It’s Nice That’s Studio Audience podcast is back and we’ve changed up a few things to produce what we hope is a new and improved audio offering. Editor Rob Alderson is joined by founder/director Will Hudson and Liv Siddall of the editorial team for 23 minutes of cultural conversation which sounds kind of serious but in all honesty it really isn’t.
Recorded in our east london studio (for that full trucks-going-by-outside effect) our now weekly podcast begins with a look at articles on the site which have caught our eye this week. And in this episode we also cover the new free Time Out, the Turner Prize and Liv says “pube” quite a lot. Enjoy!
Here’s the links you may need:
We looked at our favourite things from the site which were The Andy Rementer/RCA/Espirit project which Will brought, CANADA’s extraordinary love letter to Italy and, er, love for 55DSL and drunken debauchery captured Cardiff style in Maciej Dakowicz’ photographs (and the Sean O’Hagan Observer article about the series).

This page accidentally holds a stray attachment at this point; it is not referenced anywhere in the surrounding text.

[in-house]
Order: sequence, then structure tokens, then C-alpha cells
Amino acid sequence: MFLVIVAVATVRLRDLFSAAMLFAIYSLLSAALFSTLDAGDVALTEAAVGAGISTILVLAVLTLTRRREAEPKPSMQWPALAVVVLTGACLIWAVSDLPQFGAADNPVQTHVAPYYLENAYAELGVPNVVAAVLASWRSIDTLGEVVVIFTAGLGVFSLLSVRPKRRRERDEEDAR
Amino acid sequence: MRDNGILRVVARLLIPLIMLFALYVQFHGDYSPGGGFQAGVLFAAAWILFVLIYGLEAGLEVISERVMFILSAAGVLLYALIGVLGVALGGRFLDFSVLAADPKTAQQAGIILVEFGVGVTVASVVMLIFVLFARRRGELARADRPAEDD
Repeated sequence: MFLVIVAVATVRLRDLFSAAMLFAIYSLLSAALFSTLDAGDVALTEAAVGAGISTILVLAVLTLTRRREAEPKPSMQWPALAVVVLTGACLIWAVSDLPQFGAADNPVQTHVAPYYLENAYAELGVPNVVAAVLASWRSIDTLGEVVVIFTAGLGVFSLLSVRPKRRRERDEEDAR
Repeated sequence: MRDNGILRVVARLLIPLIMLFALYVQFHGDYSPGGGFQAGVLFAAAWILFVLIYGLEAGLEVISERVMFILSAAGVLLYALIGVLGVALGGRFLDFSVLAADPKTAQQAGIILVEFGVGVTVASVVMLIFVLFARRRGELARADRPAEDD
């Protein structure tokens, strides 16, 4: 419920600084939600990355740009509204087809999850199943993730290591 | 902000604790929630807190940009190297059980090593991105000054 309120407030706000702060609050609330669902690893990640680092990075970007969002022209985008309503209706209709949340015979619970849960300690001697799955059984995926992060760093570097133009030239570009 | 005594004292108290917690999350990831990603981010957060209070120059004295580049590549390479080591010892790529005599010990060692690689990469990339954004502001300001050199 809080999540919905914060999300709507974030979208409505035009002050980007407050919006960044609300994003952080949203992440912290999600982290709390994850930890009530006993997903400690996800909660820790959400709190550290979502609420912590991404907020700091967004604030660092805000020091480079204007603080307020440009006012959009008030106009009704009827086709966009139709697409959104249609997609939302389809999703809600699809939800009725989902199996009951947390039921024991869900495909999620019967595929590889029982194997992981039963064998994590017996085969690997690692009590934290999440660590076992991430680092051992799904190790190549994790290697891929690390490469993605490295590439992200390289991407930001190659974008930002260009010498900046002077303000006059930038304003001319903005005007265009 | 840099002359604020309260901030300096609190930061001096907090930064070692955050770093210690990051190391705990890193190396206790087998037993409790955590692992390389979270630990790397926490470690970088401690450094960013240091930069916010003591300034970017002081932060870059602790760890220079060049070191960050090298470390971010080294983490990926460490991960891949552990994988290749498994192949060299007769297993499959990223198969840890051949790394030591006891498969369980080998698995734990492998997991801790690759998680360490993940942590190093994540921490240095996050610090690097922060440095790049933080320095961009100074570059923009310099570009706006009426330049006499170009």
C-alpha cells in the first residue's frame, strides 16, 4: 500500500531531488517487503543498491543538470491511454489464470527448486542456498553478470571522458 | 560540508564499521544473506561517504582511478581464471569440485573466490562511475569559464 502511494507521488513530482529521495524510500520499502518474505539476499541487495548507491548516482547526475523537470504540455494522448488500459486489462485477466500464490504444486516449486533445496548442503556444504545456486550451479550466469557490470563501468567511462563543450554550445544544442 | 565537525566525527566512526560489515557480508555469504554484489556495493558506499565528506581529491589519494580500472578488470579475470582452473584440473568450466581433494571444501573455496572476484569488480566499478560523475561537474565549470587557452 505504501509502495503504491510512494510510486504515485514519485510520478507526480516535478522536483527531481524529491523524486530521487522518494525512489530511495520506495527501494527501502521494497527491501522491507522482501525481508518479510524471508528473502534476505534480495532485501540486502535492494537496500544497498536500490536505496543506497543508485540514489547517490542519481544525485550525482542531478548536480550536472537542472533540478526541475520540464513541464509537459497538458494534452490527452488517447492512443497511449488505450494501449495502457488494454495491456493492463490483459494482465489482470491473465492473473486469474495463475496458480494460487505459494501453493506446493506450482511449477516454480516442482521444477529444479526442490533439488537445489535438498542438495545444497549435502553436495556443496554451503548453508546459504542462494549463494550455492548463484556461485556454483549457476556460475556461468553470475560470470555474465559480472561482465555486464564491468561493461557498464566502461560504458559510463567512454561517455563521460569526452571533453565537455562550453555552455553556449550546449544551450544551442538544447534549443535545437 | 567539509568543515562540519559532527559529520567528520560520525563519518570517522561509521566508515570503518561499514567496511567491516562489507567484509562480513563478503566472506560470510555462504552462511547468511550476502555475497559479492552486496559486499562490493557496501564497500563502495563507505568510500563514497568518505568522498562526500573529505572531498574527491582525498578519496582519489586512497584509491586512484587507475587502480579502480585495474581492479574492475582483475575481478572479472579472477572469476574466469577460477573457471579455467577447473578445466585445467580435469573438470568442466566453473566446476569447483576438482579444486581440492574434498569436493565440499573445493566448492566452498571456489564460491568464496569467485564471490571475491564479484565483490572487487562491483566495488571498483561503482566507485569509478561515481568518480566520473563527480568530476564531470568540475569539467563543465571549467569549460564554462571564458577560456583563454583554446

The Best Thing We Saw This Week
Here’s Tara Palmer Tompkinson’s music video mentioned by Liv and a link to that extraordinary photo of the Romney/Obama stand-ins so you can see the full glory for yourselves.
- Standards Manual return with catalogue of 400 objects relating to New York City Transit
- Emma King's publication rewrites Orwell's "1984" using Donald Trump's tweets
- It’s a new dawn, it’s a new day – it’s Best of the Web!
- Bolade Banjo photographs the perseverance of Detroit’s student athletes
- Alex Grigg animates Steve Stoute’s homage to Biggie Smalls
- Billy Clark applies his graphic sensibilities to his minimal yet textured illustrations
- Polaroid’s creative director Danny Pemberton introduces new brand Polaroid Originals
- Artist Dominique Pétrin on creating her very own domestic product
- Universal Everything animate emotive wallpapers for new iPhone devices
- Herburg Weiland’s meticulous editorial designs are typographically-driven
- The Visual History of Type author Paul McNeil selects and dissects his six favourite faces
- Breakdown Press’ Joe Kessler picks out his most-treasured books